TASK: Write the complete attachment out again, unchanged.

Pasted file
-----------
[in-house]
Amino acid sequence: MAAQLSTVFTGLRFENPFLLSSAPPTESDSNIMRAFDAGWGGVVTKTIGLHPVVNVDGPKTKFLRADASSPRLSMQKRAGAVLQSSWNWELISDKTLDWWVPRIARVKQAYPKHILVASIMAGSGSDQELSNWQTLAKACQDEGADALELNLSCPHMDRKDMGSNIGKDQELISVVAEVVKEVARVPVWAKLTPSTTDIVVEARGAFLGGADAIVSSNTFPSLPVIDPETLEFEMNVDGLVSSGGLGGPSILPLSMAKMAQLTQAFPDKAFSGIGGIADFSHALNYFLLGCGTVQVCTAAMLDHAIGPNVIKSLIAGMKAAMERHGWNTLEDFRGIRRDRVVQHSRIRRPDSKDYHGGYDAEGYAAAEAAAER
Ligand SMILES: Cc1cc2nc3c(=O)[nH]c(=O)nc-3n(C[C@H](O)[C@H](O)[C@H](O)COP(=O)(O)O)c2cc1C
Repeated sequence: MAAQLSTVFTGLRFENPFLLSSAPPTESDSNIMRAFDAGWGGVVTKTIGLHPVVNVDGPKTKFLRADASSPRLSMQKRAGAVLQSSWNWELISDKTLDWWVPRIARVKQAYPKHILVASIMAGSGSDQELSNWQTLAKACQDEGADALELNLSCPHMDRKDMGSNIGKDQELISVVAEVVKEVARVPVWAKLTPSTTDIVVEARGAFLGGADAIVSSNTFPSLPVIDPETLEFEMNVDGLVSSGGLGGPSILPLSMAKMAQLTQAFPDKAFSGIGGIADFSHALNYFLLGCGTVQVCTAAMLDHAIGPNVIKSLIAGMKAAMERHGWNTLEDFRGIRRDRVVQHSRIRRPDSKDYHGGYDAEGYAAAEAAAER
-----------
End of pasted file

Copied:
[in-house]
Amino acid sequence: MAAQLSTVFTGLRFENPFLLSSAPPTESDSNIMRAFDAGWGGVVTKTIGLHPVVNVDGPKTKFLRADASSPRLSMQKRAGAVLQSSWNWELISDKTLDWWVPRIARVKQAYPKHILVASIMAGSGSDQELSNWQTLAKACQDEGADALELNLSCPHMDRKDMGSNIGKDQELISVVAEVVKEVARVPVWAKLTPSTTDIVVEARGAFLGGADAIVSSNTFPSLPVIDPETLEFEMNVDGLVSSGGLGGPSILPLSMAKMAQLTQAFPDKAFSGIGGIADFSHALNYFLLGCGTVQVCTAAMLDHAIGPNVIKSLIAGMKAAMERHGWNTLEDFRGIRRDRVVQHSRIRRPDSKDYHGGYDAEGYAAAEAAAER
Ligand SMILES: Cc1cc2nc3c(=O)[nH]c(=O)nc-3n(C[C@H](O)[C@H](O)[C@H](O)COP(=O)(O)O)c2cc1C
Repeated sequence: MAAQLSTVFTGLRFENPFLLSSAPPTESDSNIMRAFDAGWGGVVTKTIGLHPVVNVDGPKTKFLRADASSPRLSMQKRAGAVLQSSWNWELISDKTLDWWVPRIARVKQAYPKHILVASIMAGSGSDQELSNWQTLAKACQDEGADALELNLSCPHMDRKDMGSNIGKDQELISVVAEVVKEVARVPVWAKLTPSTTDIVVEARGAFLGGADAIVSSNTFPSLPVIDPETLEFEMNVDGLVSSGGLGGPSILPLSMAKMAQLTQAFPDKAFSGIGGIADFSHALNYFLLGCGTVQVCTAAMLDHAIGPNVIKSLIAGMKAAMERHGWNTLEDFRGIRRDRVVQHSRIRRPDSKDYHGGYDAEGYAAAEAAAER